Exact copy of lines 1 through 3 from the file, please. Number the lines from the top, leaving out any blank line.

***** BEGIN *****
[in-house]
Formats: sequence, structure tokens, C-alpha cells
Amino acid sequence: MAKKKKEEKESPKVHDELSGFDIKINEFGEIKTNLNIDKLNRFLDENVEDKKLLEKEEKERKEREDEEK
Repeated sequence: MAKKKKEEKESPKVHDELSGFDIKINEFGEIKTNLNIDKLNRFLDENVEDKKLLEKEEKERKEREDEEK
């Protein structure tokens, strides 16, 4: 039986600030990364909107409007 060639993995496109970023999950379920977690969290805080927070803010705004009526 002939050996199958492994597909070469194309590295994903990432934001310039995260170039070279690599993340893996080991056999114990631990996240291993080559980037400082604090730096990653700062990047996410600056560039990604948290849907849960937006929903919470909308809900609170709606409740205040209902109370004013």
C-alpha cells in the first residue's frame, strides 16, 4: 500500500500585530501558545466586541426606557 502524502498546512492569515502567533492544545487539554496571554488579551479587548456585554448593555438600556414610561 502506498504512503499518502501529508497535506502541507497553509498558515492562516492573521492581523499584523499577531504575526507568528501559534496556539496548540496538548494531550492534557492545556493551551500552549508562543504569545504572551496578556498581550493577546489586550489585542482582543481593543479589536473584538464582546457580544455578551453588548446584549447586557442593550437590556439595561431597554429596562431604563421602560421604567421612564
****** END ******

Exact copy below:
[in-house]
Formats: sequence, structure tokens, C-alpha cells
Amino acid sequence: MAKKKKEEKESPKVHDELSGFDIKINEFGEIKTNLNIDKLNRFLDENVEDKKLLEKEEKERKEREDEEK